In 1972, at the age of 15, I got the notion to Get Involved. Volunteer. Be Useful. See the world.
Traveling or joining the circus not being options, I walked into the local Republican Headquarters one day after school and volunteered to help out with the upcoming election.
Dad was a Democrat; Mom a Republican. They never fought about politics. The only political talk in our house was their election-day joking about canceling each other's votes yet again. To me, both parties were the same.
I wasn’t a Republican or a Democrat. I knew nothing about politics. If Democratic Headquarters had been on my route, I would have walked in there just as readily. I just wanted to see what an election was like on a grassroots level. I was bored.
The local Republicans were more than happy to have a new Nixon Youth to kick around. They gave me a nearby neighborhood to canvass, a process that involved taking typewritten sheets of registered Republican addresses, knocking on doors, and finding out who intended to vote for Nixon in the upcoming election. On election day I would go back to the houses of avowed supporters and urge them to get out and vote. I was not required to know anything about Nixon, his policies, or his history, so I was fully qualified.
I was also a champion door-knocker from past campaigns of my own. As an enterprising five-year-old I’d gone door-to-door regaling neighbors with my Invisible Penny magic trick. Holding an empty brown paper bag, I’d toss the invisible penny in the air and then “catch” it neatly in the paper bag, snapping my fingers on the rim of the bag signifying the penny had landed. A few kind souls gave me candy. Others gave me pitying looks or a slammed door. One neighbor gave me a real penny and told me to go away. Back then, someone was almost always home in the middle of the day, so the chances of a positive encounter or two were pretty high, or at least high enough to keep me willing to endure public humiliation for a possible snack (see: Deprived Childhood).
So, knocking on doors and talking to strangers felt like a good boredom-killer to me. I started near my own neighborhood and knocked on my first door. There was a long pause before a hunch-backed senior citizen slowly creaked the door open and smiled gently at me. “Yes, dear?” It occurred to me there was potential for candy in this venture, perhaps those little butterscotch drops the elderly were so fond of.
I explained that I was from the Campaign to Re-Elect the President, and……
“Nixon?” she asked, rather more loudly and testily than her initial friendly hello.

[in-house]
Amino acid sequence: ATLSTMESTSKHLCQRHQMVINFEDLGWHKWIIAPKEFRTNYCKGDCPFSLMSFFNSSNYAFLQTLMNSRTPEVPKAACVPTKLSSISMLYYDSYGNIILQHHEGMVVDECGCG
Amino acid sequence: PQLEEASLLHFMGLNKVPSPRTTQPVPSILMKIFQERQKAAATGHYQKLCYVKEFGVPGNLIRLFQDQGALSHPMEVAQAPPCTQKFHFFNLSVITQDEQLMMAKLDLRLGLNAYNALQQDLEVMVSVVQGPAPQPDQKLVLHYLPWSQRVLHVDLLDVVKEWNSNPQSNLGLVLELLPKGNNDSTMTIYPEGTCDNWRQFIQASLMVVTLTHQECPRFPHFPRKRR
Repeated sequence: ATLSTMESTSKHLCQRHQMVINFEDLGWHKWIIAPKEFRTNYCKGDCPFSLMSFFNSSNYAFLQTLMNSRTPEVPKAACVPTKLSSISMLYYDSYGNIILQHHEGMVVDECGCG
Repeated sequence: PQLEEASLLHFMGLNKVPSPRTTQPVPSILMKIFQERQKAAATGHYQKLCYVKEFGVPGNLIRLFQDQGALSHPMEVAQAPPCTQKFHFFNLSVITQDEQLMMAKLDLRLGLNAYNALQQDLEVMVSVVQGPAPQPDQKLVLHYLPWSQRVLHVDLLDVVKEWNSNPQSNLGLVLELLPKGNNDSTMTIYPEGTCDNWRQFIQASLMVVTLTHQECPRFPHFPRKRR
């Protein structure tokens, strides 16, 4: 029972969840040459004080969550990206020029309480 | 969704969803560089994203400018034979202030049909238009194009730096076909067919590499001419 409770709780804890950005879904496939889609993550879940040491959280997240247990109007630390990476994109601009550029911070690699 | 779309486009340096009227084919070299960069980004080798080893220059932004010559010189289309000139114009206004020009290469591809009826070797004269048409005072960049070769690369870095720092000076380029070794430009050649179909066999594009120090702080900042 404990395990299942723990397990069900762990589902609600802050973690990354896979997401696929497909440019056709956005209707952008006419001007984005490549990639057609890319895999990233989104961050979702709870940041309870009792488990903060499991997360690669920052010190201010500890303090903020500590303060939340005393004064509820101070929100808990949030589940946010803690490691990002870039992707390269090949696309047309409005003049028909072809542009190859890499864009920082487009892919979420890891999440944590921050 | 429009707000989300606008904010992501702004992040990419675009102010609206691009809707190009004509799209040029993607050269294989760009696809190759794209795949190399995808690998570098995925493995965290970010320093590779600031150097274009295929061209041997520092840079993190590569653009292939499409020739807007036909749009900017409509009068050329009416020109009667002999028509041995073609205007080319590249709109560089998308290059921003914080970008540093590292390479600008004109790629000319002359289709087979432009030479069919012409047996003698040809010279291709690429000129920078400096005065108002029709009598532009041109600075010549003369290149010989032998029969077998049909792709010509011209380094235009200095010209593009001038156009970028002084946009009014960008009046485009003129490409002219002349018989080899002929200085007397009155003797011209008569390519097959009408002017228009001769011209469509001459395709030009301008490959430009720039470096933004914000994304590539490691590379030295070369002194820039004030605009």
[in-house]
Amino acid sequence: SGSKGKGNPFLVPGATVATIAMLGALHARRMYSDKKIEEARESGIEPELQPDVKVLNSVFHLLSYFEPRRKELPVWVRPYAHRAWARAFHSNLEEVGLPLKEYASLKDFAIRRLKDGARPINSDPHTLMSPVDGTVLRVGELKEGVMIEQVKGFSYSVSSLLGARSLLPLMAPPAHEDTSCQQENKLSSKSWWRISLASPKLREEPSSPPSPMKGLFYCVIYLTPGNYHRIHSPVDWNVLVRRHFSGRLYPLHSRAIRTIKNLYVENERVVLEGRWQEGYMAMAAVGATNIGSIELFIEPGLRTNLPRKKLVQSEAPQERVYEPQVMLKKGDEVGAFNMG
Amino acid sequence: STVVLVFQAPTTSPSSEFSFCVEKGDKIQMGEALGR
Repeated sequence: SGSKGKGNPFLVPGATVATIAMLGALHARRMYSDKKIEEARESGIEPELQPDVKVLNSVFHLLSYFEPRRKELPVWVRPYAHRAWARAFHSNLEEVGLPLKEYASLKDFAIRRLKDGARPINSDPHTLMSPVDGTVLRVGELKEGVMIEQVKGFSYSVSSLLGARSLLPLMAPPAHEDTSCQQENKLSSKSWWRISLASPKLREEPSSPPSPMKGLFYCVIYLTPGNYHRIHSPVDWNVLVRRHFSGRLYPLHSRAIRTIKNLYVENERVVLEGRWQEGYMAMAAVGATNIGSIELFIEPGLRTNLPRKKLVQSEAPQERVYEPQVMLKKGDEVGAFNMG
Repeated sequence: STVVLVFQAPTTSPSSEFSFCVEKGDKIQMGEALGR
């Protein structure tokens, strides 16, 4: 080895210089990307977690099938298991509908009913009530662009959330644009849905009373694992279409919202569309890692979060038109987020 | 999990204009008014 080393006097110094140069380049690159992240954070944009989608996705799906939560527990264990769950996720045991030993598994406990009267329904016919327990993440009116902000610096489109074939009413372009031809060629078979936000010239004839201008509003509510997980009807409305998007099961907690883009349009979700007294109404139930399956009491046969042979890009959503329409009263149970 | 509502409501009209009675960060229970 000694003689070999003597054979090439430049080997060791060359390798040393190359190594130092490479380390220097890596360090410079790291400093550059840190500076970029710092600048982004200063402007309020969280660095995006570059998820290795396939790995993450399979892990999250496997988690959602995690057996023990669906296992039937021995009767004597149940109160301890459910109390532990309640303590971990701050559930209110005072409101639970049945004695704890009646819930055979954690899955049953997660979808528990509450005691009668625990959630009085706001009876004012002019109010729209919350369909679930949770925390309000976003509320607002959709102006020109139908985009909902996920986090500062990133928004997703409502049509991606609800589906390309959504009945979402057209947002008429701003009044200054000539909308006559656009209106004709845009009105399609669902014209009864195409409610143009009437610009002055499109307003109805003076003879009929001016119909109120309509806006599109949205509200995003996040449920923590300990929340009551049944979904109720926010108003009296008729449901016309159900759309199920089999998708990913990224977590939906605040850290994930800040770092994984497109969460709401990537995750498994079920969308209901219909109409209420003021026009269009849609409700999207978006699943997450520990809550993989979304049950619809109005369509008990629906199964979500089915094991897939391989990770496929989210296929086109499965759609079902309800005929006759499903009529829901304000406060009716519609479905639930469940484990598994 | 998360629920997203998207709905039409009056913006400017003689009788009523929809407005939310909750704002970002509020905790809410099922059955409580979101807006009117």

Thinking she was perhaps a bit hard of hearing, I spoke up clearly. “Yes, Ma’am, President Nixon,” I assured her, and went on to ask if she intended on voting for the President in November.
“Nixon!” she screeched. I thought she might spit. “Nixon?” I involuntarily took a couple of steps back. “I’d vote for a goat before I’d vote for that murderer!” She swung the door closed with all the fury her puny little arm could muster, and I continued backing down her driveway, very fast, feeling as suddenly culpable as if I was stumping for Hitler Youth.
Thus initiated to the rigors of the campaign trail, I marched on through the following weeks. While that remained my most dramatic canvassing encounter, it did make me a bit curious as to what the man had done to rile her up so thoroughly. At the end of the day I read through the campaign pamphlets I’d been given, and frankly, the man’s record as a dedicated public servant sounded pretty solid to me.
A few uneventful canvassing sessions later my boyfriend accompanied me. Jim was a member of the debating team and thought himself a pretty smart talker. Early on in our rounds we encountered a young man of about 25 who listened to my brief spiel, rubbing his eyes wearily. When I tried to hand him a pamphlet he sadly said, “You seem like a couple of intelligent young people. What are you doing campaigning for Nixon?” Jim jumped in with the rote laundry-list of Nixon accomplishments he’d memorized from our pamphlets, and the man proceeded to counter every one of our claims with some very interesting claims of his own (I reminded myself to look up the word genocide when I got back home). I stood aside and listened carefully, then listened more carefully as he went on to describe what George McGovern’s campaign was based on.
The problem was, McGovern sounded like a much more reasonable and idealistic candidate to me. I wondered how shallow and fickle this sudden change of heart made me.
By election day, which fell on my 16th birthday, I’d turned Democrat. But I still gamely followed through with my get-out-the-vote duties until darkness fell.
Months later I would see a fading bumper sticker that summed up my new understanding of the campaign: